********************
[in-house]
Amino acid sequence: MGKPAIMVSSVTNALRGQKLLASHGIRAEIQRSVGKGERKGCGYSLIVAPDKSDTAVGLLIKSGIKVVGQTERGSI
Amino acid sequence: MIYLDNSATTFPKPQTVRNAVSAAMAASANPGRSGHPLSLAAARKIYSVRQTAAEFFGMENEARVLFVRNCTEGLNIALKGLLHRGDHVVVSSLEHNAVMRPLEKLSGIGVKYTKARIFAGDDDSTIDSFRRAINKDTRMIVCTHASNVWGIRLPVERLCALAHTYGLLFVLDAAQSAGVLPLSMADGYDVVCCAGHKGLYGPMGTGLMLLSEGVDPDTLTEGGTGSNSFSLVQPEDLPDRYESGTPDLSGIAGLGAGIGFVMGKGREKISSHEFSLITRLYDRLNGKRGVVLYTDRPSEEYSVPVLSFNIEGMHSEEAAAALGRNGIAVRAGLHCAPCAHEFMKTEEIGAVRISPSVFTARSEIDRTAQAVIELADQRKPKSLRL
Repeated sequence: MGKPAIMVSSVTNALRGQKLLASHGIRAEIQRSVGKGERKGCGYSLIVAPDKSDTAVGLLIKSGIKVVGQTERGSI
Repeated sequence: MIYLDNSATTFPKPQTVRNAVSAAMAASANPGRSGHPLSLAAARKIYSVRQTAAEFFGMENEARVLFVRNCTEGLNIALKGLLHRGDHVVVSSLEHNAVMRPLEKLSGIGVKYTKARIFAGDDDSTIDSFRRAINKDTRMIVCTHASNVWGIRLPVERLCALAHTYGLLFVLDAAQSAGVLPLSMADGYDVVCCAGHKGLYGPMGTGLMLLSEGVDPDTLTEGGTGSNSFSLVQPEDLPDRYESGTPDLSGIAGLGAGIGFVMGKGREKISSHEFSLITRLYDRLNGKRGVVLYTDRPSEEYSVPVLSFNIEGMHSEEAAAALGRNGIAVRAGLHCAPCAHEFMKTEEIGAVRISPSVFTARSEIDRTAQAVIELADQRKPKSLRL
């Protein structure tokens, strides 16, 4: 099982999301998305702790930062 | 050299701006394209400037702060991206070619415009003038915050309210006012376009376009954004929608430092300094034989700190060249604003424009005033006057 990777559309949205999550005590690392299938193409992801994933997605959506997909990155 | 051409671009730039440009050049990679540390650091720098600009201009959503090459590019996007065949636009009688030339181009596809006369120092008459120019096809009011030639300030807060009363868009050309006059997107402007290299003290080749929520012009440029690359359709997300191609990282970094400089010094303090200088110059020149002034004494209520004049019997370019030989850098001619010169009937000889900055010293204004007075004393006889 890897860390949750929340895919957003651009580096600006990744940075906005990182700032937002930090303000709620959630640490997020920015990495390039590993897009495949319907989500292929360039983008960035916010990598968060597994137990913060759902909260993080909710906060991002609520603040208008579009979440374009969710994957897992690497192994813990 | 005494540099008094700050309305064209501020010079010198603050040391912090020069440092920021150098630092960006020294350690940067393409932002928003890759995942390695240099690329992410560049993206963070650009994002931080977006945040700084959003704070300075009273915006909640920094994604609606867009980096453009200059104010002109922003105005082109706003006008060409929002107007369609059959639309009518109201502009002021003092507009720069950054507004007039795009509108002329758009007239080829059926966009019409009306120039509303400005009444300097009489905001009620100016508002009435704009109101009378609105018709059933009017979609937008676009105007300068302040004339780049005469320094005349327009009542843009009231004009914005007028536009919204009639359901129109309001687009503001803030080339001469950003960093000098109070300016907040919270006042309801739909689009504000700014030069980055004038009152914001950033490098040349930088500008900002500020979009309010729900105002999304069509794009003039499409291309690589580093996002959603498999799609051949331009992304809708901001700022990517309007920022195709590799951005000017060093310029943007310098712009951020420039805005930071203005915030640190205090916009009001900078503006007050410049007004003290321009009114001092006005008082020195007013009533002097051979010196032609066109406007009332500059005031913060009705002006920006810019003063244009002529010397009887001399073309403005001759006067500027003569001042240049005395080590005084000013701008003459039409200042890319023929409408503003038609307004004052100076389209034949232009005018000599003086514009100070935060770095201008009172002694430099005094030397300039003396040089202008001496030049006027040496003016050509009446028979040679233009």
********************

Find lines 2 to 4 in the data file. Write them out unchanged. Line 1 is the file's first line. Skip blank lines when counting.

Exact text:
Amino acid sequence: MGKPAIMVSSVTNALRGQKLLASHGIRAEIQRSVGKGERKGCGYSLIVAPDKSDTAVGLLIKSGIKVVGQTERGSI
Amino acid sequence: MIYLDNSATTFPKPQTVRNAVSAAMAASANPGRSGHPLSLAAARKIYSVRQTAAEFFGMENEARVLFVRNCTEGLNIALKGLLHRGDHVVVSSLEHNAVMRPLEKLSGIGVKYTKARIFAGDDDSTIDSFRRAINKDTRMIVCTHASNVWGIRLPVERLCALAHTYGLLFVLDAAQSAGVLPLSMADGYDVVCCAGHKGLYGPMGTGLMLLSEGVDPDTLTEGGTGSNSFSLVQPEDLPDRYESGTPDLSGIAGLGAGIGFVMGKGREKISSHEFSLITRLYDRLNGKRGVVLYTDRPSEEYSVPVLSFNIEGMHSEEAAAALGRNGIAVRAGLHCAPCAHEFMKTEEIGAVRISPSVFTARSEIDRTAQAVIELADQRKPKSLRL
Repeated sequence: MGKPAIMVSSVTNALRGQKLLASHGIRAEIQRSVGKGERKGCGYSLIVAPDKSDTAVGLLIKSGIKVVGQTERGSI